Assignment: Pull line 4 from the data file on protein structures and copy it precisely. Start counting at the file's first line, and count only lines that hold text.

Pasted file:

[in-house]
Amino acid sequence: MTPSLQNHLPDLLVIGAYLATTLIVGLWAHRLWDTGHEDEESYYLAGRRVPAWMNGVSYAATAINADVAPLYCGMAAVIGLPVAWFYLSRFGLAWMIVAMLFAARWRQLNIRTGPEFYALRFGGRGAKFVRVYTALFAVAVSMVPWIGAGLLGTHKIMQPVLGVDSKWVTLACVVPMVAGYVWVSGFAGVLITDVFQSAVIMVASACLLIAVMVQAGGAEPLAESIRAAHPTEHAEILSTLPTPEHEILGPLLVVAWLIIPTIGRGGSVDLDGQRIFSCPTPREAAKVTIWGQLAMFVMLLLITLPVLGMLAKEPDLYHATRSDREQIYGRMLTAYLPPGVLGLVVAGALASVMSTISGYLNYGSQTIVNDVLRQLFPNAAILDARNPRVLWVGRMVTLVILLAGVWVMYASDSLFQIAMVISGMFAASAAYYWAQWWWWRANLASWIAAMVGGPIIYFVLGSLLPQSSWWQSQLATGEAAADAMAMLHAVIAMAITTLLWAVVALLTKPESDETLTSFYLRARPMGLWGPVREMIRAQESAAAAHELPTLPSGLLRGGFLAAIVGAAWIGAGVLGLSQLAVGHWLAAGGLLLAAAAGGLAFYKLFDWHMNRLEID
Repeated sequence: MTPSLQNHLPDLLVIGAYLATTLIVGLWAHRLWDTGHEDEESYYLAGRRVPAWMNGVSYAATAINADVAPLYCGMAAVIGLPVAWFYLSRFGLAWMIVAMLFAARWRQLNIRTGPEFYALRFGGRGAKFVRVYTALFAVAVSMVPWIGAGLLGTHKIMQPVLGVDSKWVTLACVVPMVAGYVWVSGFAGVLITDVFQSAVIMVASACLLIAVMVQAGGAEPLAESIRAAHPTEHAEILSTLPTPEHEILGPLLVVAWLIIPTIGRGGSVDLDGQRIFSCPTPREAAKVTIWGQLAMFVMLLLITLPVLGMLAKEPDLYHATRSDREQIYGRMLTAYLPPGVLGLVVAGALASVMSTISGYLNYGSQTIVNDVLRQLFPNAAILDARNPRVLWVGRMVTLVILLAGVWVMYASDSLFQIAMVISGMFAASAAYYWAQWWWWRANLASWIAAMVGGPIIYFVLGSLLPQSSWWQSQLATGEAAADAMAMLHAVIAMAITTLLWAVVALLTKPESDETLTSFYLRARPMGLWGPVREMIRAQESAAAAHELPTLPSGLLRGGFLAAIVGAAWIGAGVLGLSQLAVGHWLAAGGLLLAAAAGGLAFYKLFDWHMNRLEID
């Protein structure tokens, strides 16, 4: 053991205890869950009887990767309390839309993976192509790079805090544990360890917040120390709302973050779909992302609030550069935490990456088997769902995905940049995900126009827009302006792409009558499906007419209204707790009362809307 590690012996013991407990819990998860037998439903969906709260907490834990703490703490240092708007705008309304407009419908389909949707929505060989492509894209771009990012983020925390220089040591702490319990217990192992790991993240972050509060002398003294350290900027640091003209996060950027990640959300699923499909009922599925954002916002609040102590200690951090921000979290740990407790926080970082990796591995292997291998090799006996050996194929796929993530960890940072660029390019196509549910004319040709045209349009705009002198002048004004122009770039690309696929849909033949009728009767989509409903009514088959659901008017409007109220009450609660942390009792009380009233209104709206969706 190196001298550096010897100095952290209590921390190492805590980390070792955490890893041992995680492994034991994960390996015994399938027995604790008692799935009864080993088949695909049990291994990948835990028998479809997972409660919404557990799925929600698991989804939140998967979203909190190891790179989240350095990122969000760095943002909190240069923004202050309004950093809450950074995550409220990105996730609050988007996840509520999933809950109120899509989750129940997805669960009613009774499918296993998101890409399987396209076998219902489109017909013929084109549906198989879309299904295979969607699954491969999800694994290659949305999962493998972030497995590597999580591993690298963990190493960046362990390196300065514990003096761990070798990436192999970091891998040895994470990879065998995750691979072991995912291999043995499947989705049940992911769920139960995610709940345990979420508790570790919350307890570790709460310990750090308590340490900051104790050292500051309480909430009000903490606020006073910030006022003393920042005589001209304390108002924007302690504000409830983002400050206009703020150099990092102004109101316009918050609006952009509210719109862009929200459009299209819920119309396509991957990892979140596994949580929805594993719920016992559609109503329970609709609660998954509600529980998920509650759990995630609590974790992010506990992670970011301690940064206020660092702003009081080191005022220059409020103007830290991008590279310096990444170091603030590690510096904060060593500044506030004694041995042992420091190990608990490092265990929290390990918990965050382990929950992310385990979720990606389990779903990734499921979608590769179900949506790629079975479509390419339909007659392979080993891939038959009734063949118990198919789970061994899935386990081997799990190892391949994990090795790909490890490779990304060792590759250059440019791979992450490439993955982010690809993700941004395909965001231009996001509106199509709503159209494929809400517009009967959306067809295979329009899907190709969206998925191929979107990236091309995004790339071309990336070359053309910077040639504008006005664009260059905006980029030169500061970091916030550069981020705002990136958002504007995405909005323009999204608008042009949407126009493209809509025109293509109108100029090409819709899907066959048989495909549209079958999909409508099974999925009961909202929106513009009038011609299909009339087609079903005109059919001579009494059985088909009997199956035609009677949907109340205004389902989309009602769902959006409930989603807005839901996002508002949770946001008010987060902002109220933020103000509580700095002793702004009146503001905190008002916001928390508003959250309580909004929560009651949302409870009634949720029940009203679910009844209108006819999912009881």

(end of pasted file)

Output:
């Protein structure tokens, strides 16, 4: 053991205890869950009887990767309390839309993976192509790079805090544990360890917040120390709302973050779909992302609030550069935490990456088997769902995905940049995900126009827009302006792409009558499906007419209204707790009362809307 590690012996013991407990819990998860037998439903969906709260907490834990703490703490240092708007705008309304407009419908389909949707929505060989492509894209771009990012983020925390220089040591702490319990217990192992790991993240972050509060002398003294350290900027640091003209996060950027990640959300699923499909009922599925954002916002609040102590200690951090921000979290740990407790926080970082990796591995292997291998090799006996050996194929796929993530960890940072660029390019196509549910004319040709045209349009705009002198002048004004122009770039690309696929849909033949009728009767989509409903009514088959659901008017409007109220009450609660942390009792009380009233209104709206969706 190196001298550096010897100095952290209590921390190492805590980390070792955490890893041992995680492994034991994960390996015994399938027995604790008692799935009864080993088949695909049990291994990948835990028998479809997972409660919404557990799925929600698991989804939140998967979203909190190891790179989240350095990122969000760095943002909190240069923004202050309004950093809450950074995550409220990105996730609050988007996840509520999933809950109120899509989750129940997805669960009613009774499918296993998101890409399987396209076998219902489109017909013929084109549906198989879309299904295979969607699954491969999800694994290659949305999962493998972030497995590597999580591993690298963990190493960046362990390196300065514990003096761990070798990436192999970091891998040895994470990879065998995750691979072991995912291999043995499947989705049940992911769920139960995610709940345990979420508790570790919350307890570790709460310990750090308590340490900051104790050292500051309480909430009000903490606020006073910030006022003393920042005589001209304390108002924007302690504000409830983002400050206009703020150099990092102004109101316009918050609006952009509210719109862009929200459009299209819920119309396509991957990892979140596994949580929805594993719920016992559609109503329970609709609660998954509600529980998920509650759990995630609590974790992010506990992670970011301690940064206020660092702003009081080191005022220059409020103007830290991008590279310096990444170091603030590690510096904060060593500044506030004694041995042992420091190990608990490092265990929290390990918990965050382990929950992310385990979720990606389990779903990734499921979608590769179900949506790629079975479509390419339909007659392979080993891939038959009734063949118990198919789970061994899935386990081997799990190892391949994990090795790909490890490779990304060792590759250059440019791979992450490439993955982010690809993700941004395909965001231009996001509106199509709503159209494929809400517009009967959306067809295979329009899907190709969206998925191929979107990236091309995004790339071309990336070359053309910077040639504008006005664009260059905006980029030169500061970091916030550069981020705002990136958002504007995405909005323009999204608008042009949407126009493209809509025109293509109108100029090409819709899907066959048989495909549209079958999909409508099974999925009961909202929106513009009038011609299909009339087609079903005109059919001579009494059985088909009997199956035609009677949907109340205004389902989309009602769902959006409930989603807005839901996002508002949770946001008010987060902002109220933020103000509580700095002793702004009146503001905190008002916001928390508003959250309580909004929560009651949302409870009634949720029940009203679910009844209108006819999912009881």